When it comes to writing about education issues, it is probably difficult to find someone who has been as consistently clueless as NY Times columnist David Brooks has been. If you doubt me, please check out my previous posts about those ridiculous columns.

On the other hand, sometimes, when he writes about other issues, he can be quite insightful.

Today, The NY Times shared an excerpt from his latest book, where (as the textbox above highlights), he discusses his belief that we are either “diminishers” or “illuminators.”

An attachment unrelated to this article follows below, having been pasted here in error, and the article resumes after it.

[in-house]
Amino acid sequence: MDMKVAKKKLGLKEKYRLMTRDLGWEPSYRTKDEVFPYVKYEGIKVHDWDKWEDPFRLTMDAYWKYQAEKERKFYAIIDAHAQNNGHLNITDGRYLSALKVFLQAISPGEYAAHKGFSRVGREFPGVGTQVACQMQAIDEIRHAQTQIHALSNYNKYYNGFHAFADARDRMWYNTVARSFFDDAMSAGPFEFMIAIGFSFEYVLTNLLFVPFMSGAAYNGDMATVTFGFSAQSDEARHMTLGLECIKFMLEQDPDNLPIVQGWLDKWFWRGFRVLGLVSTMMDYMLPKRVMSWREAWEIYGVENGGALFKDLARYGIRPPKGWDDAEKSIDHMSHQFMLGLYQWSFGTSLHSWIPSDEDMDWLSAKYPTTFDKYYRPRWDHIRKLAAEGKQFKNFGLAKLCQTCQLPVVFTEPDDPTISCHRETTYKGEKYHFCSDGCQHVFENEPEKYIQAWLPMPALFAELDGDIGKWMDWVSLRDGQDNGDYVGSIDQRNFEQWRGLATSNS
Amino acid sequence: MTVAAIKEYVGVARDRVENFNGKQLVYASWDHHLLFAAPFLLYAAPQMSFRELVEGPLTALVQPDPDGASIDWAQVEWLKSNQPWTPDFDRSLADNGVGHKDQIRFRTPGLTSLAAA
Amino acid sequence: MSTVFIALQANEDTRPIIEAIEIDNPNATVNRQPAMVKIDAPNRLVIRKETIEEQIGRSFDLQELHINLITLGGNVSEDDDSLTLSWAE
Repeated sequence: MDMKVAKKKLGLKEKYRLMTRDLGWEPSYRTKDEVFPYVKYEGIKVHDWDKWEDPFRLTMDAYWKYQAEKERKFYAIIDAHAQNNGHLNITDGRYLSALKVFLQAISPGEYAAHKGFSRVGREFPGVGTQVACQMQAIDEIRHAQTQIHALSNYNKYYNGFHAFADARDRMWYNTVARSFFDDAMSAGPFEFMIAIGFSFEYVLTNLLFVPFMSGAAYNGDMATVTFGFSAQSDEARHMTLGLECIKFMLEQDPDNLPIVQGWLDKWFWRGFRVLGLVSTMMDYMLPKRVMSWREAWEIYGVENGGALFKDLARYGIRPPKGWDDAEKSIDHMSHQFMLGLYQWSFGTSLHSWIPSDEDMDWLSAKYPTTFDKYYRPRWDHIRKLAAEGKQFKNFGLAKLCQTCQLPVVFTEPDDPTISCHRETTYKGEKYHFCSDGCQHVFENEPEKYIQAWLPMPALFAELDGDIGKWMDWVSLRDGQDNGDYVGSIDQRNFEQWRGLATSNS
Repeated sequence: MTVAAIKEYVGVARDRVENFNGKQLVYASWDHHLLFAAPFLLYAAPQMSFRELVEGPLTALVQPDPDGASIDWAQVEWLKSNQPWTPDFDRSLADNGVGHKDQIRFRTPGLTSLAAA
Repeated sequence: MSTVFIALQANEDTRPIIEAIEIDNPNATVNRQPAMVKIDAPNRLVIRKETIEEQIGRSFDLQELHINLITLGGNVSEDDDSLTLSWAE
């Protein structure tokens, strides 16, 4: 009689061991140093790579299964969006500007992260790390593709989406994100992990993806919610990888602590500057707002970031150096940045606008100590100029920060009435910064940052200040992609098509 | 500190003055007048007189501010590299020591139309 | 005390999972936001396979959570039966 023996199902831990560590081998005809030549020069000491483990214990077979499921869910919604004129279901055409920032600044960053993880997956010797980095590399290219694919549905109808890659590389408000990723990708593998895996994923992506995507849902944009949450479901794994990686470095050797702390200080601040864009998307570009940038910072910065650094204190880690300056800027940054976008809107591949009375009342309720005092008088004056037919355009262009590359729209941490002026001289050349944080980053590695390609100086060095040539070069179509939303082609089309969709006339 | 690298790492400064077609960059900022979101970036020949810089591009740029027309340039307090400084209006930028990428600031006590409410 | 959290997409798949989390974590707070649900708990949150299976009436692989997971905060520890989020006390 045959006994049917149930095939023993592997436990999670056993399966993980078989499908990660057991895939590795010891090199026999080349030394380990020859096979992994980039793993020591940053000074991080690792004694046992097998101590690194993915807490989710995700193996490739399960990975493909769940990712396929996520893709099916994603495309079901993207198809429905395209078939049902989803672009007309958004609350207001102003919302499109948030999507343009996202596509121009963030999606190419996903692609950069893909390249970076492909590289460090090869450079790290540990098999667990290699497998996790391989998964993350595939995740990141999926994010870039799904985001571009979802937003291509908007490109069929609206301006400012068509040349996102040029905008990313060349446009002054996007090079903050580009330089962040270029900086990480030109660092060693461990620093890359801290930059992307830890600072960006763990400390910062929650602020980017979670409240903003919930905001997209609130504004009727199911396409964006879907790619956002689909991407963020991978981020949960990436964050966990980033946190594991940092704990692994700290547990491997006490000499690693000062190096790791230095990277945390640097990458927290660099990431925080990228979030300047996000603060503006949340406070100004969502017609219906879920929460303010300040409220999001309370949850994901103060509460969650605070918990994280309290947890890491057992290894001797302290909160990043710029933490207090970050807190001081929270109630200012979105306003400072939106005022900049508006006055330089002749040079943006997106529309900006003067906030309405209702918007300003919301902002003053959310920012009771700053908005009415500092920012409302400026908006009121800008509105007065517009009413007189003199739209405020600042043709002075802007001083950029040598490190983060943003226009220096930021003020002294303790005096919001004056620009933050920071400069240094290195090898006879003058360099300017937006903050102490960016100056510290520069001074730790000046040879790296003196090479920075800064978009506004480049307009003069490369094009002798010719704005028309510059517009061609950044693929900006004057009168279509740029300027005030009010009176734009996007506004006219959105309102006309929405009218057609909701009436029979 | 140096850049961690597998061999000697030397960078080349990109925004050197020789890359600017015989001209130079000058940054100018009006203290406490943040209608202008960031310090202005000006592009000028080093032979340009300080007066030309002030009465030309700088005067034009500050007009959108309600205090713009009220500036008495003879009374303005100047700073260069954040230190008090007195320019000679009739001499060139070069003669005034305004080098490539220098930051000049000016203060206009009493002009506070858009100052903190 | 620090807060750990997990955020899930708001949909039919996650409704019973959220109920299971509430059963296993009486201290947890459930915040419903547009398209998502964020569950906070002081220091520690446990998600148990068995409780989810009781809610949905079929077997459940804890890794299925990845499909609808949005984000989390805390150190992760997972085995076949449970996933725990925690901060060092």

Obviously, though, none of us are one or the other – it’s really a question of which one we tend to be.

In some ways, this perspective is similar to author Adam Grant’s perspective that we are divided into “takers, matchers, and givers.”

Brooks’ excerpt shares some of what he thinks are the characteristics of both kinds of people.

I’m thinking that this could make for a good SEL lesson – sharing his perspective by having students read an excerpt; listing what he says are the qualities of both kinds of people; and then having students write to a simple prompt asking if they agree or disagree and, if they agree, having them share which one they think they tend to be and if they are happy with being that way or if they want to change.

I’m adding this post to Best Posts On Writing Instruction.